Pickleball is the latest craze among the active older set. Have you heard of pickleball?
It’s a court sport played with paddles (like ping pong) in the space of about half a tennis court using a plastic ball (about softball sized) that looks and acts very much like the whiffle ball you used to teach your kid how to hit with a plastic bat off a tee. Scoring is much like volleyball — you have to serve to score — and the return of serve must bounce before it is played. But don’t step in “the kitchen” (a 7 foot deep non-volley zone) or you lose the point.
Sound like a kids game? Definitely. But as it turns out, it’s especially popular with those in the over-55 set. It’s easy to learn, easy to play, not hard on the joints and amazingly fun. It sharpens skill and finesse, coordination and reflexes, angle and aim, strategy and placement and downplays size, power and strength. That means men and women can play it together and so can the whole family.
Many pickleball players are tennis players who have picked up the game and even switched to it. While the underhand serve and the lighter ball mean way less strain on the shoulder joint, the strokes (forehand, backhand, volley, overhead) and court movement are very much like tennis. Just add the ping pong you played as a kid and maybe the racquetball you used to play at the gym and you’ve got all the ingredients for good pickleballing.
So what makes it so popular? First, it’s fun. Walk by any court and, along with the unique thwonk that ball and paddle make, you’ll hear laughing and joking rather than swearing and trash-talking. Since we’re all pretty new at this and there’s nothing much at stake, we have an easier time taking ourselves and the games lightly.
Yes, leagues have formed and tournaments have been created. There are even pickleball professionals who will give you lessons. But honestly, practice is overrated. And I love that. Hitting with the ball machine does little to improve your game because perfect-form ground stroke returns are rarely hit for winners. Drop shots, “dinks” and angled put-aways are way more effective. Park your ball machine and just get out and play.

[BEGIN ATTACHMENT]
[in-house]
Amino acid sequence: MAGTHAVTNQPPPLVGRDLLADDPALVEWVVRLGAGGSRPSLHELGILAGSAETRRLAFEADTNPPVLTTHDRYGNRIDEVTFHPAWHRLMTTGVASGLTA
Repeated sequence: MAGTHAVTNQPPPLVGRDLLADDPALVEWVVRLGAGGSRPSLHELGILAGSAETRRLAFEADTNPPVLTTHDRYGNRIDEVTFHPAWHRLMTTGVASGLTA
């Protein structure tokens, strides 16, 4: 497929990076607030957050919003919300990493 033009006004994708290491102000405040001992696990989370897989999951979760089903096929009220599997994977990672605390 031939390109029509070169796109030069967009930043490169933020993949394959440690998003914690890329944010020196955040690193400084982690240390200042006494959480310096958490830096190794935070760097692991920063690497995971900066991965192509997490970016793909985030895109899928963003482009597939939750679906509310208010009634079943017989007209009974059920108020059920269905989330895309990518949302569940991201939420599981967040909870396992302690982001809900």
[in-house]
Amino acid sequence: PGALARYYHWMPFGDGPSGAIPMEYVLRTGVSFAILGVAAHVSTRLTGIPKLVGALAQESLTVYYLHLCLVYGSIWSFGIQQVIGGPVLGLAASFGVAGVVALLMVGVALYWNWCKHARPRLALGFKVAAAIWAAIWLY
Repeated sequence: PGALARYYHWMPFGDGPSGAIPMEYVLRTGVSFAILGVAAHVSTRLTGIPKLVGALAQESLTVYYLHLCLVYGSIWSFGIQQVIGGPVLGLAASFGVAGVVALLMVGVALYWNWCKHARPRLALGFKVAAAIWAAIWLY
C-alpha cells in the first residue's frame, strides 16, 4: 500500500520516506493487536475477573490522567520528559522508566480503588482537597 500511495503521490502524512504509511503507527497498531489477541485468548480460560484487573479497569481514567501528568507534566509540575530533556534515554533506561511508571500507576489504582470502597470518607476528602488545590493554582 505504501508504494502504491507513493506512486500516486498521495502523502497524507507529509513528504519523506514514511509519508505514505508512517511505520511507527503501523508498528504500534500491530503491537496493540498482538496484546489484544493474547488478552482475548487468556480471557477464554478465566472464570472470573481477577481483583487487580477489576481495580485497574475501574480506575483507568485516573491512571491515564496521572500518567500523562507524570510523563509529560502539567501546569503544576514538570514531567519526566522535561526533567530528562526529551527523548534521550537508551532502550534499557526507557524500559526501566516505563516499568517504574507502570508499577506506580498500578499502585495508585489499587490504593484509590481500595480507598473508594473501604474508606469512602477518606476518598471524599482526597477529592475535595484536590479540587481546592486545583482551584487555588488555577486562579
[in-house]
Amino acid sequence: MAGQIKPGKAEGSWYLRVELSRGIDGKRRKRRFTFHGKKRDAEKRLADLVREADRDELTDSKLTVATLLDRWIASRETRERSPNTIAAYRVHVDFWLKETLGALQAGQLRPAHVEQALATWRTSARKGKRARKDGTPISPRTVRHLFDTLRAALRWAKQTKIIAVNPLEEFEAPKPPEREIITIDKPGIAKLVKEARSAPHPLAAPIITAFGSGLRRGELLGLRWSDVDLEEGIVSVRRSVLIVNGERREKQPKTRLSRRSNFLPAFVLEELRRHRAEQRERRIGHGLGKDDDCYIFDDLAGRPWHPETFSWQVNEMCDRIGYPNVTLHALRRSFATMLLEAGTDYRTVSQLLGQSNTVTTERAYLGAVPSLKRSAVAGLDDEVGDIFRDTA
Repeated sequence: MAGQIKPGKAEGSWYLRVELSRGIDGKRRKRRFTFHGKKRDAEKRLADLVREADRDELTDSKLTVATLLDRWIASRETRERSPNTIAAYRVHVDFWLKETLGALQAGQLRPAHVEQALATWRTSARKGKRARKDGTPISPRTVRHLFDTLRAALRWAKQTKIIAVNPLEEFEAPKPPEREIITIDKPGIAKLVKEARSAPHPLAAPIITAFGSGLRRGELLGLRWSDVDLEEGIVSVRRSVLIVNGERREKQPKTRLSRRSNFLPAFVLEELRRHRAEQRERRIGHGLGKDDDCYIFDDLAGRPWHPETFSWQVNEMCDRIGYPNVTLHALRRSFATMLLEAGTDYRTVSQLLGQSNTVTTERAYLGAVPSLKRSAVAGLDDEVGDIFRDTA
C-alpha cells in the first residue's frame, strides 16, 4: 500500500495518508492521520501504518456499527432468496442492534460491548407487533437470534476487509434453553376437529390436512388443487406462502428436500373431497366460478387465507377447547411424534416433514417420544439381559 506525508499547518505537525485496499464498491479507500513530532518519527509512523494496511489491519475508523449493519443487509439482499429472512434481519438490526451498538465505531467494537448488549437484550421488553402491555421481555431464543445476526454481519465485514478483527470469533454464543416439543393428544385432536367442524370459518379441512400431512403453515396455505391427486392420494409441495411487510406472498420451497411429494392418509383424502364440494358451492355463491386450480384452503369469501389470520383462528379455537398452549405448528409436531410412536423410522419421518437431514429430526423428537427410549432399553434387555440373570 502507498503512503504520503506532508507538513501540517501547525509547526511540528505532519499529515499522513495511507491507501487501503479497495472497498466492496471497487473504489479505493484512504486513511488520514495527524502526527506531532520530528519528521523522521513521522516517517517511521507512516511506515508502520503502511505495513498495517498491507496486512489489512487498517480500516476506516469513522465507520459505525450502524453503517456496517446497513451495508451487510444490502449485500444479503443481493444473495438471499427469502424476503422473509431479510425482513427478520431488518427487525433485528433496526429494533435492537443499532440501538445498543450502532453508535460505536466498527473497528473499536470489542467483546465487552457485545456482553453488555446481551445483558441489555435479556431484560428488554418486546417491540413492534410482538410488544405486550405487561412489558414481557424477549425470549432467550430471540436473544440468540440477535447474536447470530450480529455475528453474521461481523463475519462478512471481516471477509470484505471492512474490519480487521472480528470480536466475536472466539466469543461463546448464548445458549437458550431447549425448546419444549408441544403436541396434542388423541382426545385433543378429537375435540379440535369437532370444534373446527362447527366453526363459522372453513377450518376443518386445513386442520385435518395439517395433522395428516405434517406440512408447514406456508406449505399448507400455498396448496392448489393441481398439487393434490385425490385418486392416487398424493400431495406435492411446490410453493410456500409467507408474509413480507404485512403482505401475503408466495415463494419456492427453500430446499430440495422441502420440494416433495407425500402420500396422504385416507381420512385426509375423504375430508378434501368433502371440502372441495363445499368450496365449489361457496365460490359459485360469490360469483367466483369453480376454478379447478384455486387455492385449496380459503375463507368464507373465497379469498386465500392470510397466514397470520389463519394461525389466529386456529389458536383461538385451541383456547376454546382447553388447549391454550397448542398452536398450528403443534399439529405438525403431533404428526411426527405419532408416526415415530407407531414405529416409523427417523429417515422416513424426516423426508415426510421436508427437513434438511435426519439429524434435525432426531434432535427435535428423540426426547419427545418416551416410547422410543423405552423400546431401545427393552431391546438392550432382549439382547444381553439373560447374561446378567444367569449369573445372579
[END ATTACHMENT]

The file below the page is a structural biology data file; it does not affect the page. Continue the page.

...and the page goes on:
If you’re still on the fence about giving pickleball a try, consider the health benefits: It’s just what the doctor ordered.
- It’s just what your body needs. Quickness, agility, balance and motor coordination tend to decline with age. Pickleball can help.
- It’s just what your mind needs. Fresh air, friendly competition and laughter have been in short supply. Pickleball can help.
- It’s just what your community and social life needs. Mixing it up with different partners for short stints of a fast-moving game make it fun and friendly. Our community just organized a street vs street competition we called The Street Brawl. See? Pickleball can help.
If you’re just getting started, pay attention to your body as you adjust to playing pickleball so you don’t get carried away. The body you bring probably has some mileage on it. In your teens and 20’s your body was pretty forgiving. In your 30’s and 40’s you may have scraped by with only minor injuries from your weekend warrior exploits. But now that we are Past-our-Prime Pickleballers, every creak and crunch has a story. Sideline conversation is dominated by the latest aches, pains, strains and sprains.
And the determination to muddle through them. Because what is better to do with a well-used body than to see how long we can sustain a 4-way rally with a kids’ wiffle ball? Yep. We’ll be pushing 90 and still enjoying the happy thwonk of ball and paddle if we can just keep the injuries at bay.